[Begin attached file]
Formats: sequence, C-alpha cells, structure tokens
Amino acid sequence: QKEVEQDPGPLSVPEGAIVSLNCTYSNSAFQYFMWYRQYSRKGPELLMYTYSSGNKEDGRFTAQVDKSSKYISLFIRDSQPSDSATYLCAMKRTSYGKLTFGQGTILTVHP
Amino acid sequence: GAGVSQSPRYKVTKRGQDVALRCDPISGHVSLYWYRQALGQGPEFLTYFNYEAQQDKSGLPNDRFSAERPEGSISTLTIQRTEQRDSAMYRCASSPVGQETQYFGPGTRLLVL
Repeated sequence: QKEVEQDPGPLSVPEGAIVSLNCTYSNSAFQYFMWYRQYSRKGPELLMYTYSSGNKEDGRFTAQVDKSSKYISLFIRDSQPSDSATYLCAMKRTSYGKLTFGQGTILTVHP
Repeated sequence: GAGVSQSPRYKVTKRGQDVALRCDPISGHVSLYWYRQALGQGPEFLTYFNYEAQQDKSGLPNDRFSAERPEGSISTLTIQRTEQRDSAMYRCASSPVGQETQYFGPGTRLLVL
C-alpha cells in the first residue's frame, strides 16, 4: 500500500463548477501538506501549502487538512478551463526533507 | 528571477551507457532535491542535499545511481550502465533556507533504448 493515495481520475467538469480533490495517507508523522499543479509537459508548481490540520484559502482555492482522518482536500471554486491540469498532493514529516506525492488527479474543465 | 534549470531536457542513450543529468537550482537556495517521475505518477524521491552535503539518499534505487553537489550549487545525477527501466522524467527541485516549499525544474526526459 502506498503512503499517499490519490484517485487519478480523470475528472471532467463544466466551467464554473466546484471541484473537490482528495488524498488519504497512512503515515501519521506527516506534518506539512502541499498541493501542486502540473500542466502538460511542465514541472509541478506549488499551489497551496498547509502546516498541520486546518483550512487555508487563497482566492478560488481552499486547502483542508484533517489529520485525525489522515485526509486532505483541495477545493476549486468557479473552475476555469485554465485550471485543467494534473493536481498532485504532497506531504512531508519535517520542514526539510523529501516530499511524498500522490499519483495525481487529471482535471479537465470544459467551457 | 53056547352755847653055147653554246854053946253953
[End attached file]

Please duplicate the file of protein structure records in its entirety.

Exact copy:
Formats: sequence, C-alpha cells, structure tokens
Amino acid sequence: QKEVEQDPGPLSVPEGAIVSLNCTYSNSAFQYFMWYRQYSRKGPELLMYTYSSGNKEDGRFTAQVDKSSKYISLFIRDSQPSDSATYLCAMKRTSYGKLTFGQGTILTVHP
Amino acid sequence: GAGVSQSPRYKVTKRGQDVALRCDPISGHVSLYWYRQALGQGPEFLTYFNYEAQQDKSGLPNDRFSAERPEGSISTLTIQRTEQRDSAMYRCASSPVGQETQYFGPGTRLLVL
Repeated sequence: QKEVEQDPGPLSVPEGAIVSLNCTYSNSAFQYFMWYRQYSRKGPELLMYTYSSGNKEDGRFTAQVDKSSKYISLFIRDSQPSDSATYLCAMKRTSYGKLTFGQGTILTVHP
Repeated sequence: GAGVSQSPRYKVTKRGQDVALRCDPISGHVSLYWYRQALGQGPEFLTYFNYEAQQDKSGLPNDRFSAERPEGSISTLTIQRTEQRDSAMYRCASSPVGQETQYFGPGTRLLVL
C-alpha cells in the first residue's frame, strides 16, 4: 500500500463548477501538506501549502487538512478551463526533507 | 528571477551507457532535491542535499545511481550502465533556507533504448 493515495481520475467538469480533490495517507508523522499543479509537459508548481490540520484559502482555492482522518482536500471554486491540469498532493514529516506525492488527479474543465 | 534549470531536457542513450543529468537550482537556495517521475505518477524521491552535503539518499534505487553537489550549487545525477527501466522524467527541485516549499525544474526526459 502506498503512503499517499490519490484517485487519478480523470475528472471532467463544466466551467464554473466546484471541484473537490482528495488524498488519504497512512503515515501519521506527516506534518506539512502541499498541493501542486502540473500542466502538460511542465514541472509541478506549488499551489497551496498547509502546516498541520486546518483550512487555508487563497482566492478560488481552499486547502483542508484533517489529520485525525489522515485526509486532505483541495477545493476549486468557479473552475476555469485554465485550471485543467494534473493536481498532485504532497506531504512531508519535517520542514526539510523529501516530499511524498500522490499519483495525481487529471482535471479537465470544459467551457 | 53056547352755847653055147653554246854053946253953